The theory of multistage integration in the visual brain

A. Bartels, S. Zeki

Abstract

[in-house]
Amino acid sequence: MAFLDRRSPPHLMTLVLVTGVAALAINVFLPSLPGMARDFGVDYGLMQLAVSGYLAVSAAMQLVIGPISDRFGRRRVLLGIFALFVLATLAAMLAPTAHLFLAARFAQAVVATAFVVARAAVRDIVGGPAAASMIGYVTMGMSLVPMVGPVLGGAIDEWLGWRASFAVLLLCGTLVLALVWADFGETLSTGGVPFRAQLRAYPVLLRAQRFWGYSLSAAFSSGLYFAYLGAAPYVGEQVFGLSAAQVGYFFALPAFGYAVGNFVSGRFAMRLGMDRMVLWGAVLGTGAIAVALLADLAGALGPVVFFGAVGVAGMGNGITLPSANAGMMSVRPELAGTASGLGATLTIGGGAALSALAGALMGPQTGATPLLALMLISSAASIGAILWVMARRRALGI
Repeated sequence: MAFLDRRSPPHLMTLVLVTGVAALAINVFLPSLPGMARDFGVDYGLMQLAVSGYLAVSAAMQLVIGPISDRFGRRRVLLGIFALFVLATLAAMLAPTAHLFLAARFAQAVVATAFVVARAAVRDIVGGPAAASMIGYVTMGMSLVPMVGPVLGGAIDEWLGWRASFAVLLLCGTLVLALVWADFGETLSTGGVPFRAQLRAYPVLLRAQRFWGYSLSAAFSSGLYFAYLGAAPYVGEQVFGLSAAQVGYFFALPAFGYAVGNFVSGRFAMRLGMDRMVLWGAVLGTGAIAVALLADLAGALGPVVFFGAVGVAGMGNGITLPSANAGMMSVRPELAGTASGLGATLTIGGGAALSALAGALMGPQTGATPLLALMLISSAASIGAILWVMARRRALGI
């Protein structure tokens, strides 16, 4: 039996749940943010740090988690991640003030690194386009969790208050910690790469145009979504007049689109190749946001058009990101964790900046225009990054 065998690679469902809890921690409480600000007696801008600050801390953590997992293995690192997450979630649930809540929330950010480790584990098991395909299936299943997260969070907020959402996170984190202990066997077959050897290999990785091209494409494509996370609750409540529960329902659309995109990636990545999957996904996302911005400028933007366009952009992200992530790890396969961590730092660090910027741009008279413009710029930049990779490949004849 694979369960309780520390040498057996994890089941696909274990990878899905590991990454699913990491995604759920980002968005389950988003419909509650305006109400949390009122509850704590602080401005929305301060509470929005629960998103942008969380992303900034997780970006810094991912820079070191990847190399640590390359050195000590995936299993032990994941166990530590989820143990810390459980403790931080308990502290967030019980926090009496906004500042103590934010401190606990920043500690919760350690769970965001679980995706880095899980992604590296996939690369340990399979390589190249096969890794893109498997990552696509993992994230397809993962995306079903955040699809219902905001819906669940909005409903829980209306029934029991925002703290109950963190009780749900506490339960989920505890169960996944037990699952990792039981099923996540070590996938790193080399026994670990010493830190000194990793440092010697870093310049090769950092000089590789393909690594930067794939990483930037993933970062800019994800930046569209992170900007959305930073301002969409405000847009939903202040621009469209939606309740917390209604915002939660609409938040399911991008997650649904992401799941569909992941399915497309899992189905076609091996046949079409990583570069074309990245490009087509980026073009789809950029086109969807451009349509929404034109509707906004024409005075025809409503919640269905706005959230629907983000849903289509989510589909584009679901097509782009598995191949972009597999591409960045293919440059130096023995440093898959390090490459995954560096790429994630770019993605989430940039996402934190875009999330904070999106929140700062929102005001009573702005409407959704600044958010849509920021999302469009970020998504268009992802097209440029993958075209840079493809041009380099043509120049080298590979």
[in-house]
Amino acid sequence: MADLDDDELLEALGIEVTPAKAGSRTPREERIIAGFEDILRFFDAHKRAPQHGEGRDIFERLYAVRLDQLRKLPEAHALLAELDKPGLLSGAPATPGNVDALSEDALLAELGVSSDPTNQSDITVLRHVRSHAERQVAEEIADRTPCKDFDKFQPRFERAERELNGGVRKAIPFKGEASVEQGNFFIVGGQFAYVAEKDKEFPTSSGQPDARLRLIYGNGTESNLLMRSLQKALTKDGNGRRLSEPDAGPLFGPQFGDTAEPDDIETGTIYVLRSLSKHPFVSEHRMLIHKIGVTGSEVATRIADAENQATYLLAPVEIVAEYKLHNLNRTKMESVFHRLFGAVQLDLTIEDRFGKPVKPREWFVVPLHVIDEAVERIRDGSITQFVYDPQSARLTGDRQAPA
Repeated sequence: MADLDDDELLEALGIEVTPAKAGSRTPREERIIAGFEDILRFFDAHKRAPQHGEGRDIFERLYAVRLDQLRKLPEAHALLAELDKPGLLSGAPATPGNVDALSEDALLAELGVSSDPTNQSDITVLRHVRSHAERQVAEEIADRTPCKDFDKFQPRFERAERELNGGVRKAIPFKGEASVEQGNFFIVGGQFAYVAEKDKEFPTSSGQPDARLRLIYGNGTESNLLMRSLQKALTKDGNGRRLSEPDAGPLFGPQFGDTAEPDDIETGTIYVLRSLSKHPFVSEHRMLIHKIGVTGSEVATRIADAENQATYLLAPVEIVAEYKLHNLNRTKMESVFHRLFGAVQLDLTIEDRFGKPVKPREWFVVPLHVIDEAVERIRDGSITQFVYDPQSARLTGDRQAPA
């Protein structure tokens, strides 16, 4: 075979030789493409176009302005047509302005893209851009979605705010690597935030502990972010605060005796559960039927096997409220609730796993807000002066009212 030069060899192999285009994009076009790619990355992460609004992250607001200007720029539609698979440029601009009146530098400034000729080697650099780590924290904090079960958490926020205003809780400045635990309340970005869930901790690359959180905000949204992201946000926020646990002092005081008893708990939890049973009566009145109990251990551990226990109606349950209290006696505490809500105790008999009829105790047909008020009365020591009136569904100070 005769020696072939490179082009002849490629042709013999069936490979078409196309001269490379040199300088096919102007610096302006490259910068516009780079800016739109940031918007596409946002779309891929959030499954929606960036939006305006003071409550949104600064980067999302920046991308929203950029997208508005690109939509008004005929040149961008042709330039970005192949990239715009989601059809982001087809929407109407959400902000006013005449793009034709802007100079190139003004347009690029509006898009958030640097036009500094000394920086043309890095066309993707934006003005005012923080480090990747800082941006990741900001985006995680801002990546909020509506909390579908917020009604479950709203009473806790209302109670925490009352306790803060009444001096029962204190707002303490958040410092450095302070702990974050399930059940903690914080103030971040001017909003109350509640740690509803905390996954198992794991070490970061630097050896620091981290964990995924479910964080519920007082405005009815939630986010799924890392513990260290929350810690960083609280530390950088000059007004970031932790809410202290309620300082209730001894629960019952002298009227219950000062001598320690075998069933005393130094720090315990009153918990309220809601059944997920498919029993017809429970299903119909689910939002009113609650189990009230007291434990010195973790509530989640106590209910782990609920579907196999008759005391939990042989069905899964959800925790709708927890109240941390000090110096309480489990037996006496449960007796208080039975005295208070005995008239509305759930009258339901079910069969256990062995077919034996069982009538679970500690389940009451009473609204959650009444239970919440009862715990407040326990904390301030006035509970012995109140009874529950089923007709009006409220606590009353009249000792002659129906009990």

The theory of multistage integration is based on evidence that the visual brain consists of several parallel multistage processing systems, each specialized for a given attribute such as colour or motion. Each stage of a given system processes information at a distinct level of complexity. Our theory supposes that activity at any stage of a given multistage processing system is perceptually explicit: that is to say, it requires no further processing to generate a conscious experience. This activity can be integrated, or bound, with the perceptually explicit activity at any given stage of another or the same multistage processing system. Such binding is therefore not a process that generates a conscious experience, but rather one that brings different conscious experiences together. Many perceptual advantages result from such a flexible and dynamic integrative system. Conversely, there would be disadvantages to limiting perception and binding to hypothetical ‘terminal’ stages of such processing systems or to hypothetical ‘integrator’ areas. Although we formulate our hypothesis in terms of the visual brain, we believe it might form a general principle of brain functioning.